I ran into Karam Pal last week in the Haryana village of Khairla, as he tried to persuade me to drink hot tea under a blazing June sun. The hospitality offered by Pal, a chowkidar was unmistakably Indian. So, too, was his tragic story, a case study of how the poor in India slip in and out of poverty.
His face lined beyond his years, Pal (68) explained how his savings (around Rs 4 lakh) had been spent on medical care for his 25-year-old grandson, who fell from the roof of their home one hot summer night five years ago. That same day, the young man got into the Indian Army. It’s been six years, but Pal’s grandson is still bed-ridden. Pal’s son, an army soldier, “died of shock and pain”. At an age when Pal should have enjoyed some fruits of his life’s labour, he supports a family of seven, struggling to balance their needs with an unceasing, expensive round of private doctors and hospitals in an attempt to heal his grandson.
Like millions of Indians, Pal pays what economists call a “poverty premium” to access basic services. The poverty premium is a cost the poor — realistically estimated at more than 500 million people — pay because India’s well-meaning but deeply flawed social-security schemes don’t do what they are supposed to. So, the government’s move, announced on Tuesday, to give the poorest Indians more food will similarly prove costly without meticulous, urgent reform.
Much has been written about the massive leaks, widespread corruption and mismanagement that derail the government’s attempts to ensure inclusive growth through subsidies and other social welfare spending. Here are three examples of what reaches beneficiaries from every rupee spent:
42 paise: food subsidies for the poorest
70 paise: the national rural jobs-for-work programme
52 paise: fertiliser subsidies for the poorest farmers.
Since so much spending is fictional, the benefits are marginal. At least 20 million ration cards for subsidised food are in the name of ‘ghosts’, people who don’t exist. The colossal amounts wasted on such subsidies drain resources urgently required for real benefits like better hospitals, better schools, better transport and other infrastructure facilities for millions like chowkidar Pal.
Yet, the government has no choice but to spend more on social welfare because inclusiveness is the bedrock of its political foundations. Over the last decade, Indian spending on social welfare grew nearly five-fold, rising from $9 billion in 2000 to $42 billion in 2010. That’s half the Plan outlay for 2010-11.
This high-cost, low-benefit model is worsening the poverty premium, notes a new study from CLSA Asia-Pacific Markets, a consultancy. “Between subsidy schemes for petroleum, food, fertilisers, employment and midday meals (for children), the Indian government will spend at least $250 billion on services for the poor in the next five years, but we estimate more than $100-110 billion of this will leak, either through rank corruption or via ‘ghost recipients’, whose identity is hard to prove or disprove.” How much is $100 billion (Rs 4.6 trillion)? It’s more than three times the national defence budget or enough to wipe out India’s budget deficit, with change to spare.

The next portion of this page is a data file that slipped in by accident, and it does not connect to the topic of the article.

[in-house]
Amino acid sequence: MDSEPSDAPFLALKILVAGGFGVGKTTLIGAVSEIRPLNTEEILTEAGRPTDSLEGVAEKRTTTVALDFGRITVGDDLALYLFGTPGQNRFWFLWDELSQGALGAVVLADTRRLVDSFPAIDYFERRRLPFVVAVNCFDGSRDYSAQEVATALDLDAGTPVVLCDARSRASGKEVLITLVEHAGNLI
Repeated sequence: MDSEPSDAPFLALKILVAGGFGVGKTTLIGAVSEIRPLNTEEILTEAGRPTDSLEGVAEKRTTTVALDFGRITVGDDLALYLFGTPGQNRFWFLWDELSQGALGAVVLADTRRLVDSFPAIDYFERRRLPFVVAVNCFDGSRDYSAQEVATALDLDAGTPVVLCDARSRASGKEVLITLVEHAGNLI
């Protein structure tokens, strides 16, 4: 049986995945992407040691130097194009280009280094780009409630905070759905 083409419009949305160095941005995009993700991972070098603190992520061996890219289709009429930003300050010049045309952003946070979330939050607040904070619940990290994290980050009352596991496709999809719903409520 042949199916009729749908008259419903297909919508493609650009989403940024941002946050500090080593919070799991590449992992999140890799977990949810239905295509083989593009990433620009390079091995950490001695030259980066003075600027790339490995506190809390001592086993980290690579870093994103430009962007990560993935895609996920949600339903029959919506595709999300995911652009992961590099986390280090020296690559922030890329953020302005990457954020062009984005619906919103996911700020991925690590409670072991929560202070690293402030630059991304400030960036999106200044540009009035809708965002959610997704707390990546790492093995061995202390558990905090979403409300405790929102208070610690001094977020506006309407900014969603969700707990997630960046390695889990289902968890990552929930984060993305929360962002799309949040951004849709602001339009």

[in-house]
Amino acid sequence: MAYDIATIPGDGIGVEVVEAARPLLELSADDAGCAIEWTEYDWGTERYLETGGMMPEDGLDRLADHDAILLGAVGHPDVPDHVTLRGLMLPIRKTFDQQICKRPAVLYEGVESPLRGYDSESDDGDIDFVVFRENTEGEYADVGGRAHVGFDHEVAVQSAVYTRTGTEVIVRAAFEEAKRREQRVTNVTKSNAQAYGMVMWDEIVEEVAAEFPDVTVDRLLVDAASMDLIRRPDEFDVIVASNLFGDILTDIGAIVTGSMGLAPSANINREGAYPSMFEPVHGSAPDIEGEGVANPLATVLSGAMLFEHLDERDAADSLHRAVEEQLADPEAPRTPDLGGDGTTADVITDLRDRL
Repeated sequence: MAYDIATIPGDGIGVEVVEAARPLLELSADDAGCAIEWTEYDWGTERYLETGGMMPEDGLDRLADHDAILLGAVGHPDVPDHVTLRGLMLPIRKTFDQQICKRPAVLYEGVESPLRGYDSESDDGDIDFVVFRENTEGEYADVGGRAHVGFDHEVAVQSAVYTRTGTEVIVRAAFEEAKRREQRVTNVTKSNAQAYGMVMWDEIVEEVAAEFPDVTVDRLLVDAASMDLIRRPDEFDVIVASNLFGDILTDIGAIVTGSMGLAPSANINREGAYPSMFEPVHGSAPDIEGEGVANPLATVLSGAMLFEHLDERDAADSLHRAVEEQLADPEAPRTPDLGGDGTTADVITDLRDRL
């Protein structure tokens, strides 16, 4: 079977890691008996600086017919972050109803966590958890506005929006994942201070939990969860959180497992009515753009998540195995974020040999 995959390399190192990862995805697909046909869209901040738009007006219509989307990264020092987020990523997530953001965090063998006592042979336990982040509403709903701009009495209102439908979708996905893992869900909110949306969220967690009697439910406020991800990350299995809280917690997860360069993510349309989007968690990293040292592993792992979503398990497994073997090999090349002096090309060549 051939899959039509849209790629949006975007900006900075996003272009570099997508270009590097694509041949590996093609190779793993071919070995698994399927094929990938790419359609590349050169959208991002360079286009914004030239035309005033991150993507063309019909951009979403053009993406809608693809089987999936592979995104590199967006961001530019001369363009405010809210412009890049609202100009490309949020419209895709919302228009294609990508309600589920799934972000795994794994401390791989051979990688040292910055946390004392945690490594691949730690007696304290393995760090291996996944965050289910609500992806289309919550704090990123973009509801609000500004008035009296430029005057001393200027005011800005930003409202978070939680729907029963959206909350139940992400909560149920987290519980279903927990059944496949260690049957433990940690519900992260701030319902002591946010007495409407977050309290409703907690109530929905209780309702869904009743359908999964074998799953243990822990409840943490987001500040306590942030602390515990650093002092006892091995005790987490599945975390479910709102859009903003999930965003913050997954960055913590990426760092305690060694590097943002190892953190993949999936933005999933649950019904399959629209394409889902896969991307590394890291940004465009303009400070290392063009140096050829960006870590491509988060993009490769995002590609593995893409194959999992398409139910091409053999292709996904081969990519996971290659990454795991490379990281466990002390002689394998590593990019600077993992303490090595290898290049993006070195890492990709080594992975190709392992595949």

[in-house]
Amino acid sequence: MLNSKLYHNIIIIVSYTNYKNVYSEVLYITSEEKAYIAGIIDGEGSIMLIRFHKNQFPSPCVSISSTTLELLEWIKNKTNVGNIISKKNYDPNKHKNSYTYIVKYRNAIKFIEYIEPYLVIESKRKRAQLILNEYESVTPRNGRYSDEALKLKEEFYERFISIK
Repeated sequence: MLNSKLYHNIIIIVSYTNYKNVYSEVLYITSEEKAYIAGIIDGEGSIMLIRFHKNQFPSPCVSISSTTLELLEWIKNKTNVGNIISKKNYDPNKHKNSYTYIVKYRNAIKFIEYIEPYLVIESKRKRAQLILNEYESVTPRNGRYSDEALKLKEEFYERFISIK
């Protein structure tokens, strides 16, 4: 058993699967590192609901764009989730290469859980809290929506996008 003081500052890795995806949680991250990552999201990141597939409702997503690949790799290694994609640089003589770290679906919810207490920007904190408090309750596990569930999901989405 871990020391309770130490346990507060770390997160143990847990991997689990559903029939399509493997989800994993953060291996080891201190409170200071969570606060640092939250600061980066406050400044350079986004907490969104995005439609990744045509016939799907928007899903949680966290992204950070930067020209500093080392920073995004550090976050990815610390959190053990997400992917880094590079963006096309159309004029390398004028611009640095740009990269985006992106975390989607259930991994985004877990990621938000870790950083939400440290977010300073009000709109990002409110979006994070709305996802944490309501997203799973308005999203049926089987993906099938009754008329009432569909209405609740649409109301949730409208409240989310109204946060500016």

Identity, or the lack of it, is at the heart of India’s endemic poverty and the urgent need to reform its tottering welfare state. In Khairla, a relatively prosperous village of tiled roads and brick houses, every second person I spoke to had an identity problem. One odd-jobs worker supported his family of six and an abandoned aunt, whose village was acquired by the government and razed to build Delhi’s new airport. For three years, he has tried and failed to get her ration card moved to Khairla, an hour’s drive from her old home. Officially, the aunt exists in some government record. It is probable that someone else gets subsidised food in her name. Another narrated how last year the fingerprints of all villagers listed as officially poor were recorded for a national health insurance scheme. Only a handful received the cards, but the identities of 1,650 people exist in official records somewhere.
It is to address this mess in national identity that former Infosys CEO Nandan Nilekani is working overtime to generate India’s first national identification number by August. In his current avatar as head of the Unique Identification Authority of India, Nilekani’s goal is to generate 12-digit identities for 600 million Indians in the first phase over the next five years.
So, last week, Nilekani was foremost among the experts Planning Commission Deputy Chairman Montek Singh Ahluwalia consulted before announcing the government’s ambition to accelerate growth from 8.5 per cent to 10 per cent between 2012 and 2017. This growth, he emphasised, must be inclusive. “A large number of people think that we are spending money, but it is not reaching the beneficiary,” said Ahluwalia.
This is the plan: the unique identification (UID) system will be the starting point of national social security reform — to remove ghosts, surrogates and other anomalies stopping money from reaching the bottom of the pyramid. The new, to-be-expanded subsidised food network will be linked to the UID.
None of this will be easy or quick. Success will depend on a level of coordination, cooperation and innovative government thinking that India has never demonstrated. But if the poorest Indians get a number that allows them to prove who they say they are, it is a battle well begun.